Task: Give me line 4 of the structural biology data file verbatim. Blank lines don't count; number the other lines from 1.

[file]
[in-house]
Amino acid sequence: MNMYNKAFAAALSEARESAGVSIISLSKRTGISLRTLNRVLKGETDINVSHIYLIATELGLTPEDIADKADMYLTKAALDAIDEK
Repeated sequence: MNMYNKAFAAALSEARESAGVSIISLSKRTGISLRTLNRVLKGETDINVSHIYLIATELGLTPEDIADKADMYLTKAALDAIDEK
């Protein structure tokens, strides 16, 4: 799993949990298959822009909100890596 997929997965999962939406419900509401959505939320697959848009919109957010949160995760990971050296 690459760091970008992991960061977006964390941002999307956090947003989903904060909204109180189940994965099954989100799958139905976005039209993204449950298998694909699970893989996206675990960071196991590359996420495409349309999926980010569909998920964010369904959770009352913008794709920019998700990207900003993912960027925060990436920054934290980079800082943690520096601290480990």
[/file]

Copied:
């Protein structure tokens, strides 16, 4: 799993949990298959822009909100890596 997929997965999962939406419900509401959505939320697959848009919109957010949160995760990971050296 690459760091970008992991960061977006964390941002999307956090947003989903904060909204109180189940994965099954989100799958139905976005039209993204449950298998694909699970893989996206675990960071196991590359996420495409349309999926980010569909998920964010369904959770009352913008794709920019998700990207900003993912960027925060990436920054934290980079800082943690520096601290480990």